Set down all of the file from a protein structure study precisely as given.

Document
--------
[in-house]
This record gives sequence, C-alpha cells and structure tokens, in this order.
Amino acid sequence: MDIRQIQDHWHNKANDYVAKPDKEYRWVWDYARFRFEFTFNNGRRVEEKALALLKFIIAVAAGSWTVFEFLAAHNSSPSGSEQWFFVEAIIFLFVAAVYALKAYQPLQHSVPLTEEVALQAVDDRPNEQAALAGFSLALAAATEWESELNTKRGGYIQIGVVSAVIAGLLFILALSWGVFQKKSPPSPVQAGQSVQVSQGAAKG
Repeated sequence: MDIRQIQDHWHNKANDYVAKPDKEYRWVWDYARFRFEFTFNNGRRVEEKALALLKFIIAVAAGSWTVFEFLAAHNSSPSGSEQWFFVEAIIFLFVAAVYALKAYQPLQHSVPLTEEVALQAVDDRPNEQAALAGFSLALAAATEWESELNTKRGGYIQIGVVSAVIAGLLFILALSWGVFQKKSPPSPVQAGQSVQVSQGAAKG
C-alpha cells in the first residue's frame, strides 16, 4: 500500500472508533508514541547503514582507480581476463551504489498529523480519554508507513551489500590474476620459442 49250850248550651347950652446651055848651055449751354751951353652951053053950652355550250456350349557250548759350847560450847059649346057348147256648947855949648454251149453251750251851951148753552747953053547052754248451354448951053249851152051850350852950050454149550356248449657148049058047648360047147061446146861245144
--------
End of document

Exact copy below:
[in-house]
This record gives sequence, C-alpha cells and structure tokens, in this order.
Amino acid sequence: MDIRQIQDHWHNKANDYVAKPDKEYRWVWDYARFRFEFTFNNGRRVEEKALALLKFIIAVAAGSWTVFEFLAAHNSSPSGSEQWFFVEAIIFLFVAAVYALKAYQPLQHSVPLTEEVALQAVDDRPNEQAALAGFSLALAAATEWESELNTKRGGYIQIGVVSAVIAGLLFILALSWGVFQKKSPPSPVQAGQSVQVSQGAAKG
Repeated sequence: MDIRQIQDHWHNKANDYVAKPDKEYRWVWDYARFRFEFTFNNGRRVEEKALALLKFIIAVAAGSWTVFEFLAAHNSSPSGSEQWFFVEAIIFLFVAAVYALKAYQPLQHSVPLTEEVALQAVDDRPNEQAALAGFSLALAAATEWESELNTKRGGYIQIGVVSAVIAGLLFILALSWGVFQKKSPPSPVQAGQSVQVSQGAAKG
C-alpha cells in the first residue's frame, strides 16, 4: 500500500472508533508514541547503514582507480581476463551504489498529523480519554508507513551489500590474476620459442 49250850248550651347950652446651055848651055449751354751951353652951053053950652355550250456350349557250548759350847560450847059649346057348147256648947855949648454251149453251750251851951148753552747953053547052754248451354448951053249851152051850350852950050454149550356248449657148049058047648360047147061446146861245144